Sharanya Deepak, the author of The Vampire Boy had to answer a profound question recently.
Some weeks ago, on a very crowded Tuesday night in Belgium, my friend pointed to my forehead and announced, ‘Published author.’ To which I did my usual cringing, self-dismissive routine. ‘Not big deal. Just got lucky. Another beer please.’ Which was then followed by a question that surprisingly no one had asked me before.
‘Why do you write?’ I was asked.
I froze, looked at the red lights above me that seemed to move in a way that said ‘Time to go home’ and formulated my most articulate response.
‘I don’t know. Why do you brush your teeth?’
You must know that for those who write, not writers, but ANYONE who EVER writes, this is a difficult question to answer. This is, possibly, not even a question that exists. That is not to say that writing is to me a natural instinct. I do not have a gene or particular nerve that produces words. It is not something I do mechanically, like breathing. It is not automatic, or natural, but it is necessary—like brushing your teeth.
I don’t have to do it, but if I don’t for a while, I start to feel uncomfortable. Like there is something coming between you and moving on with usual life. When you do usually write and you then you don’t for a while, your mouth starts to smell funny and your back starts to hurt. I must, shamefully admit that I do not so much believe in the brushing of teeth. But if I don’t write sometimes for days, then I feel like something is essentially wrong.
But there is also another reason why I write.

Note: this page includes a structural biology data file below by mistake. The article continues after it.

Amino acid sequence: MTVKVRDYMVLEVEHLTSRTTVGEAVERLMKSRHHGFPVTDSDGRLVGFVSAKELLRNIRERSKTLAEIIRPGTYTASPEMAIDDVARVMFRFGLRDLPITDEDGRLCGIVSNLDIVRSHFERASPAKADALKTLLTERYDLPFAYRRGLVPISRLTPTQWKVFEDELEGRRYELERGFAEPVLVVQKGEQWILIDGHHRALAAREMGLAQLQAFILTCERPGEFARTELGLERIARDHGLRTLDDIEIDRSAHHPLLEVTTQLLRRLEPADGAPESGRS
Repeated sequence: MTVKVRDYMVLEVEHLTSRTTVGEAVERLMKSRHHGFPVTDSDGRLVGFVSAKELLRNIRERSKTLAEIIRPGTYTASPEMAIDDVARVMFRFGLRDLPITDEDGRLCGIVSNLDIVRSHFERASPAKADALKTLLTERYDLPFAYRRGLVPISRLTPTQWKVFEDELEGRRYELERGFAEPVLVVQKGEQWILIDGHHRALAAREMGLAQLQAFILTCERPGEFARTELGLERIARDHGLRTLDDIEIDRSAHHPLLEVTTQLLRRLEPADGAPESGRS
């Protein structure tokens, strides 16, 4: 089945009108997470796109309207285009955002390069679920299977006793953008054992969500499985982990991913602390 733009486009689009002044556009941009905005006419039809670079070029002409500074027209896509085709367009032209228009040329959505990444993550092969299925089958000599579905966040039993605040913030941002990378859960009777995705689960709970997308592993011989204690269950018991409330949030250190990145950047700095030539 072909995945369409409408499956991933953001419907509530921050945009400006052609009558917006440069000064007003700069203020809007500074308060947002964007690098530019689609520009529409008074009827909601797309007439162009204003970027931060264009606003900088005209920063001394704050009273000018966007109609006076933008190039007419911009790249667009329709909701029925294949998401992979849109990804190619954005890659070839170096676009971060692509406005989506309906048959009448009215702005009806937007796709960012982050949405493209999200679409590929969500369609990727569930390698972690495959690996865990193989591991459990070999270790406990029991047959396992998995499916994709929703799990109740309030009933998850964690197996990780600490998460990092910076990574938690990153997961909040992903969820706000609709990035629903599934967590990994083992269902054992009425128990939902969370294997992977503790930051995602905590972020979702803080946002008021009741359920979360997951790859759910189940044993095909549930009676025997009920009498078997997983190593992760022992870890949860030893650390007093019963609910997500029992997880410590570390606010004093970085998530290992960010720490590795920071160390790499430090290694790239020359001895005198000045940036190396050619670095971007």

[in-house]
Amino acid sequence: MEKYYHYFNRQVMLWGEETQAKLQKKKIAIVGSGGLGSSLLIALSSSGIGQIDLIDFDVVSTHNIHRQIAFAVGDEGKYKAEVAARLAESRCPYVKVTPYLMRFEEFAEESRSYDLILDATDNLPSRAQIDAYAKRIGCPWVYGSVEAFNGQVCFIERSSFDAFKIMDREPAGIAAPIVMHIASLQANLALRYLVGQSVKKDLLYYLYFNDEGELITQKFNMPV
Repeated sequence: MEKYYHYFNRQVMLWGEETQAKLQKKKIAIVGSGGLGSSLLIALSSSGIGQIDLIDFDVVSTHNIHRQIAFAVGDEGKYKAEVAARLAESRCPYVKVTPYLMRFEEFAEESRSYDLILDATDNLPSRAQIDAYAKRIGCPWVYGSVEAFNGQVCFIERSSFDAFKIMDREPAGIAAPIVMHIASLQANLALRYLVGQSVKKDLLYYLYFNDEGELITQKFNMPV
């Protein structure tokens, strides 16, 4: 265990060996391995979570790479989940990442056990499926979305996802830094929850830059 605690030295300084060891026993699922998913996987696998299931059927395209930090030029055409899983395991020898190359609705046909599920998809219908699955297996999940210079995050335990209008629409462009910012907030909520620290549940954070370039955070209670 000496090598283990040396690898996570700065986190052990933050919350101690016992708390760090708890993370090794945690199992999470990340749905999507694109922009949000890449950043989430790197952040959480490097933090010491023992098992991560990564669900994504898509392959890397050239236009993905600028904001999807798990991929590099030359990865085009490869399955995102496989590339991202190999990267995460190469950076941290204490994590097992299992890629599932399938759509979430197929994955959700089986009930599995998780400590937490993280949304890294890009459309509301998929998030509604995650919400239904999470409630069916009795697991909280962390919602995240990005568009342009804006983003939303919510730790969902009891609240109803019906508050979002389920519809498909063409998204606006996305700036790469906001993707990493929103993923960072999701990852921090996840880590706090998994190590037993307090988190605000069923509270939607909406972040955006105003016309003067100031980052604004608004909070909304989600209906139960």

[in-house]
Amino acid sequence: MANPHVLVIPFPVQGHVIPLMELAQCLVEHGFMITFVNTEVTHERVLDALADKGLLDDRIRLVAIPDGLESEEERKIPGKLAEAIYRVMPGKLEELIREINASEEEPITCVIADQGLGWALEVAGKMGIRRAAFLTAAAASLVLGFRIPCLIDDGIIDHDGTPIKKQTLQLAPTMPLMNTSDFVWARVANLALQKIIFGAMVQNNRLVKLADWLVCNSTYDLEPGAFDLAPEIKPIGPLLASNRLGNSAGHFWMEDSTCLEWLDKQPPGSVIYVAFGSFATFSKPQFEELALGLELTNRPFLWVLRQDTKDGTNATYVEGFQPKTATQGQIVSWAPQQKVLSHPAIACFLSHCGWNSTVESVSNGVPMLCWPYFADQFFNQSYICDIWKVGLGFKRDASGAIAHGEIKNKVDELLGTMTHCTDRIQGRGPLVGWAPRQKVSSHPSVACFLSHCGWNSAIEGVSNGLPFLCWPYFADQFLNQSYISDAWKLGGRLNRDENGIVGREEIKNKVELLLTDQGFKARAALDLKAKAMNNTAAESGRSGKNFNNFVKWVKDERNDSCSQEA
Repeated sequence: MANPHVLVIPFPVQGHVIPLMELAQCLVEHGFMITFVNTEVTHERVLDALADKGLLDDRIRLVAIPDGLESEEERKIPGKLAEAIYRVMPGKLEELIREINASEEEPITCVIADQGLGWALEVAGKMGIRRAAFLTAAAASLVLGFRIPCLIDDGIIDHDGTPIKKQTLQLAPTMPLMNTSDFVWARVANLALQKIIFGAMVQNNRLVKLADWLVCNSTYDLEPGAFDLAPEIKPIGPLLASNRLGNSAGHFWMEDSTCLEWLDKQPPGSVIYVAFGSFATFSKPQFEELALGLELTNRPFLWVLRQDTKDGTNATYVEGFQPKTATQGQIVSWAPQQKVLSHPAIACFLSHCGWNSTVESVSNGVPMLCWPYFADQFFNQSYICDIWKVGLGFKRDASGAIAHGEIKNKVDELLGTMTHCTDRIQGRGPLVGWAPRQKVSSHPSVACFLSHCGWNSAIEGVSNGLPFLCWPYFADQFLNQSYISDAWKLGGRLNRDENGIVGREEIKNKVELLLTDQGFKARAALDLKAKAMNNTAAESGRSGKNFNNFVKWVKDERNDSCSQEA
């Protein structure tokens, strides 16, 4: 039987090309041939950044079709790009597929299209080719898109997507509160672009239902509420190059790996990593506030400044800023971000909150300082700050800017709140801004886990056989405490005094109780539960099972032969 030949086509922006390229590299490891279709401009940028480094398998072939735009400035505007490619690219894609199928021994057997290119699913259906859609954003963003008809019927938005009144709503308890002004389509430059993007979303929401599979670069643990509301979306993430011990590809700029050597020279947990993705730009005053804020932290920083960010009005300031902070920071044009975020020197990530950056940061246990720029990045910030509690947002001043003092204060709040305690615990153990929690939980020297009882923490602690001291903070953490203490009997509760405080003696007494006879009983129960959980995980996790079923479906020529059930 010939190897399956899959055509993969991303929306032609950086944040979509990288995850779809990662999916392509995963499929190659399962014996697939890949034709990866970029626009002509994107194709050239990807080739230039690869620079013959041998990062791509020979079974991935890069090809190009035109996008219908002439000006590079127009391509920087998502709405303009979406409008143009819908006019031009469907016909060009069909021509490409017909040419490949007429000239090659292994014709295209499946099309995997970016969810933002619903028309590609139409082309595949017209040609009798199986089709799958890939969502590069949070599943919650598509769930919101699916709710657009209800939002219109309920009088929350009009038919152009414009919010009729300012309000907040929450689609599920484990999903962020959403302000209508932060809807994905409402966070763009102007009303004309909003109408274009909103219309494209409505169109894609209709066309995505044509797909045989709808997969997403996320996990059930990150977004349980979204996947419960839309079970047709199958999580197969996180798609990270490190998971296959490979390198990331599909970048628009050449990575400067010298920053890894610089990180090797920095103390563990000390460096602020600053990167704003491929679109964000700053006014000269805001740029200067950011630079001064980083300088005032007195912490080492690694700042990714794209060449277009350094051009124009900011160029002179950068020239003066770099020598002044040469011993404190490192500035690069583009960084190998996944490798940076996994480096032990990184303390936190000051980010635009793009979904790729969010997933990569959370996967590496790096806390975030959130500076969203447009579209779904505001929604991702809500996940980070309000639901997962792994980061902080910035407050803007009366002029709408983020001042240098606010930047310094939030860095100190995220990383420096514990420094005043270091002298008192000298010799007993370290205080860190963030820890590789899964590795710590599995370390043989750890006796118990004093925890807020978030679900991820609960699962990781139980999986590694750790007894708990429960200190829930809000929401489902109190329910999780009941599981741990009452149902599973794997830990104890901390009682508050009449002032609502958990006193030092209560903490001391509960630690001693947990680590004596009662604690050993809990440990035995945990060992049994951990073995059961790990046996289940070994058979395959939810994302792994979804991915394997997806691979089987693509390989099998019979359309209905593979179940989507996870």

It is simply because I am amazed.
I am amazed by almost everything. By how sometimes you can meet someone for the first time and they can make you laugh. By laughter, just as it is. It is amazing. Have you ever stopped to think how amazing it is that something can trigger a laugh. How a single unexpected laugh can make you feel immortal in the seconds that it lasts. Sadness amazes me. How it can completely crush your soul and make you feel like you can’t breathe. And then how it sort of settles into you and makes you better in some way. Brotherhood amazes me. Sisterhood amazes me even more. Friendship, oh Friendship, has amazed me only ever in good ways. It has saved me from deep dark holes in which I did not see light. First hi-fives, first comfortable silences, first moments of forgiveness, are the most simple and profound things I have encountered. Love has not once, but several times, in all it’s forms, ceased to completely amaze me. How some faces get etched in your head and clobber at your brain in a way that is both incredible and miserable—amazes me. The sunrise amazes me. Sometimes when the sky is clear and you can see the stars, it amazes me how that never ceases to get old. Determination amazes me. When people who have nothing can get up in the face of it all. That, to me, is incredible. Just having your heart broken, how you feel like you are literally dying—becoming into small pieces, completely and totally amazes me. The way sometimes things or people are, completely empty, or superficial or sad, amazes me. In a bad way.
This is why I write. To put sentences to my awe. To tell of life and things and people who are magically overwhelming in their completeness. To try and comprehend and string together experiences that invariably sweep me off my feet.
I do not understand how anything works. I do not understand money, or directions, and sometimes I cannot unlock my front door. I forget appointments, lose everything I own, and can not comprehend things as simple as vending machines. It’s like I’m bad at basic life. But to me, just the way all of it comes together, in arrows and bits and pieces, sometimes slowly and sometimes really fast, like its transported itself to catch up with you—is just completely amazing.